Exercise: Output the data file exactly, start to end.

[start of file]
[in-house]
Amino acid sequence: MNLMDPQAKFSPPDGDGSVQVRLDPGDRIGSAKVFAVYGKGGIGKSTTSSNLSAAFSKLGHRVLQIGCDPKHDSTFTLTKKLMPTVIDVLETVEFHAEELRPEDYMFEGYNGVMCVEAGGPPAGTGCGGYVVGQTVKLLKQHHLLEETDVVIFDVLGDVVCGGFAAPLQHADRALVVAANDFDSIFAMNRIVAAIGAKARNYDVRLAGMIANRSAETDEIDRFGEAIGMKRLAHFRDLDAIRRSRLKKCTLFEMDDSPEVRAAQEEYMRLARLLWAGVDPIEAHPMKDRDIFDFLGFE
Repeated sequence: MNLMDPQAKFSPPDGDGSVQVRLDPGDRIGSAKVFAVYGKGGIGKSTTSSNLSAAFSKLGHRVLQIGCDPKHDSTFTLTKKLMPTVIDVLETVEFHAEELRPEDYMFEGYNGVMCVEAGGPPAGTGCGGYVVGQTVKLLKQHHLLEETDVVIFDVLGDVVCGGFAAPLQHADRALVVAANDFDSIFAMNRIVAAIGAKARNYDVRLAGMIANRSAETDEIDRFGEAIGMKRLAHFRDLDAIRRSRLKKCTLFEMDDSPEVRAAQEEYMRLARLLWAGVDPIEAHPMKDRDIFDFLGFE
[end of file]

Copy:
[in-house]
Amino acid sequence: MNLMDPQAKFSPPDGDGSVQVRLDPGDRIGSAKVFAVYGKGGIGKSTTSSNLSAAFSKLGHRVLQIGCDPKHDSTFTLTKKLMPTVIDVLETVEFHAEELRPEDYMFEGYNGVMCVEAGGPPAGTGCGGYVVGQTVKLLKQHHLLEETDVVIFDVLGDVVCGGFAAPLQHADRALVVAANDFDSIFAMNRIVAAIGAKARNYDVRLAGMIANRSAETDEIDRFGEAIGMKRLAHFRDLDAIRRSRLKKCTLFEMDDSPEVRAAQEEYMRLARLLWAGVDPIEAHPMKDRDIFDFLGFE
Repeated sequence: MNLMDPQAKFSPPDGDGSVQVRLDPGDRIGSAKVFAVYGKGGIGKSTTSSNLSAAFSKLGHRVLQIGCDPKHDSTFTLTKKLMPTVIDVLETVEFHAEELRPEDYMFEGYNGVMCVEAGGPPAGTGCGGYVVGQTVKLLKQHHLLEETDVVIFDVLGDVVCGGFAAPLQHADRALVVAANDFDSIFAMNRIVAAIGAKARNYDVRLAGMIANRSAETDEIDRFGEAIGMKRLAHFRDLDAIRRSRLKKCTLFEMDDSPEVRAAQEEYMRLARLLWAGVDPIEAHPMKDRDIFDFLGFE